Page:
'Moon Man': Off-the-wall sci-fi comedy to hook audiences

By Zhang Rui
0 Comment(s)Print E-mail China.org.cn, July 30, 2022
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"Moon Man," the sci-fi comedy film skyrocketing in the Chinese film market, is, according to its director, much more than just another comedy flick. The film is a one-man space fantasia exploring the desperation and dilemmas of a person.

A photo of Zhang Chiyu, the director of "Moon Man." [Photo courtesy of FunAge Pictures]

"I like many scenes in the film. One of my favorites is the main character and a kangaroo sledding on the moon's surface; it has a feeling of freedom. Another is when the whole world unites on Earth to shine their lights in support of him. I like those very much. The way I see it, it is really romantic," said director Zhang Chiyu, who described himself as a newbie helming a sci-fi production for the first time.

Although the film takes place on the moon and deals with a man's struggle to survive alone, Zhang describes it as more of a comedy than a sci-fi film. "I like a story that hooks me. In the film, a lone man on the moon watches an asteroid hit the Earth, and he thinks he is the last human being in the universe, but the survivors on the Earth, including his dream lover, are watching his every move in a live cast. These scenarios are so appealing and fit our style of Mahua FunAge school! The sci-fi is the setting, but we focus on the comedy."

Mahua FunAge, founded in 2003, is a popular troupe enterprise producing comedy stage shows. After it entered the film business and created a dark horse comedy "Goodbye Mr. Loser" in 2015, Mahua FunAge attained a new level of popularity in China. Many of their later films were big blockbusters and many of their actors and directors became successful, especially actor Shen Teng and actress Ma Li, who attained unprecedented stardom and admiration.

Zhang is one such Mahua FunAge director. According to him, "Moon Man" reunites Shen and Ma, and plenty of comedy genius from the company, who often improvised random jokes on set.

An IMAX poster for "Moon Man." [Photo courtesy of IMAX China]

"Moon Man" is expected to set some new all-time records after it hit screens on Friday through various formats including IMAX. It had raked in more than 100 million yuan in presales of tickets by Thursday noon, according to entertainment big data platform Lighthouse, the fastest and biggest presale record for China's summer film season. Chinese audiences and theaters are starving for a juggernaut film to boost the market, which has been heavily impacted in the past months due to COVID-19.

Zhang addressed the hardship the Chinese film market and industry have endured in the past months, saying, "The difficulties are always temporary, and they will pass. We will overcome."

"As a creator, I, of course, care about the box office, but I care more about word of mouth. In the past five years, we invested a lot in this film, and the best reward for us is that everyone likes it. I can't let everybody down," he added.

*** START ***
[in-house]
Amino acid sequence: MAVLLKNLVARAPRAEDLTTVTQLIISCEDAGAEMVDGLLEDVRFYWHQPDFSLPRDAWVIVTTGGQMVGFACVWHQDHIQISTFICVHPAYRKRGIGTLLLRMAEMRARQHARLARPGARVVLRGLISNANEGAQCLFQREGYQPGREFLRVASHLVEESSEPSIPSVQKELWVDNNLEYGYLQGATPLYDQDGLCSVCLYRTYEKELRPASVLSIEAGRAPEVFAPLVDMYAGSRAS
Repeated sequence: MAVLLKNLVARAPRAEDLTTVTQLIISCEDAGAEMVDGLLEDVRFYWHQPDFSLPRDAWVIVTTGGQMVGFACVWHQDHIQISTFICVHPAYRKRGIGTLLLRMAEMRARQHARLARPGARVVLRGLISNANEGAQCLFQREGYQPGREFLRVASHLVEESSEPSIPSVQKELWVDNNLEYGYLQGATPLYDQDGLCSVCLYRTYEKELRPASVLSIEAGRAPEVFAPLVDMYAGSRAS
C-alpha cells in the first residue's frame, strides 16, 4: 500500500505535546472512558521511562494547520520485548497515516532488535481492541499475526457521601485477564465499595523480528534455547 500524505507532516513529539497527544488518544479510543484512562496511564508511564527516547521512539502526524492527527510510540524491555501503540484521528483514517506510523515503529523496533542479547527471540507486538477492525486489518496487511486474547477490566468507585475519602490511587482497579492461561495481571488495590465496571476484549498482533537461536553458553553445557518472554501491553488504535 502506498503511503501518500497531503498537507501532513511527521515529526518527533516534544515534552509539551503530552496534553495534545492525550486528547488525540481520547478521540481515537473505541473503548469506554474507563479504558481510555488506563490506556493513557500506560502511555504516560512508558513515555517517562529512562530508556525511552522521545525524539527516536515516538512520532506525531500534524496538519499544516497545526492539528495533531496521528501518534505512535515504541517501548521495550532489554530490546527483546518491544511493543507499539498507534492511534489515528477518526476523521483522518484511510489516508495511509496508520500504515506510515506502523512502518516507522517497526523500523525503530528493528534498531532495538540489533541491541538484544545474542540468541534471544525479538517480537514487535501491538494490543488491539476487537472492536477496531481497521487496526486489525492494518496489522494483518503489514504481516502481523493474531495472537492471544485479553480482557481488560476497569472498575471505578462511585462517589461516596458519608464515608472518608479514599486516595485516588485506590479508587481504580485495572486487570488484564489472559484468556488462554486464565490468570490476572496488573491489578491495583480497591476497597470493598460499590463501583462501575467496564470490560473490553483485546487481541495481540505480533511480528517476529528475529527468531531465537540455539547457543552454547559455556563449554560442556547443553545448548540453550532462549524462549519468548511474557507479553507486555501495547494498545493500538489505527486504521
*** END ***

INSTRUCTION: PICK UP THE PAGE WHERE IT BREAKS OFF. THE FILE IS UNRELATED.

Critics gave the film rave reviews after the advanced screenings at its premiere on July 24.

Although the director focused on comedy, the film is a convincing sci-fi production, using technologies such as motion capture and virtual filming. The film also invited aerospace experts as consultants. The film employed 15 huge filming studios, and the crew laid 200 tons of sand and gravel in a 6,000-square-meter studio, striving to simulate lunar dust and build a lunar base in actual size. About 95% of "Moon Man" shots use special and visual effects, which were done by China's domestic visual effect companies, led by MORE VFX.

A photo taken during the filming of "Moon Man" shows the leading actor Shen Teng on set. [Photo courtesy of FunAge Pictures]

Zhang revealed the challenge of making around 1,800 special effect shots. After viewing the final products, he was in awe of how mature China's special effects were now. He was especially impressed by the space kangaroo, "King Kong Roo." He pointed out, "In the special effect industry, measuring whether a company is awesome or not is to see how well they can do a CGI creature."

King Kong Roo was the hardest challenge, and actor Hao Han played the kangaroo for motion capture. Before filming, he trained himself to be a kangaroo for seven months.

This time, the leading actor Shen Teng also faced challenges in action scenes beyond his familiar comical performance. "Shen was so supportive of me and worked hard, wanting to fulfill my vision," the director said.

The cast and crew pose for a photo at the premiere of "Moon Man," held in Beijing, July 24, 2022. [Photo courtesy of Dark Horse]

Zhang said the most important message he wanted to deliver can be found at the film's end: "The universe is so big, and we can meet again."

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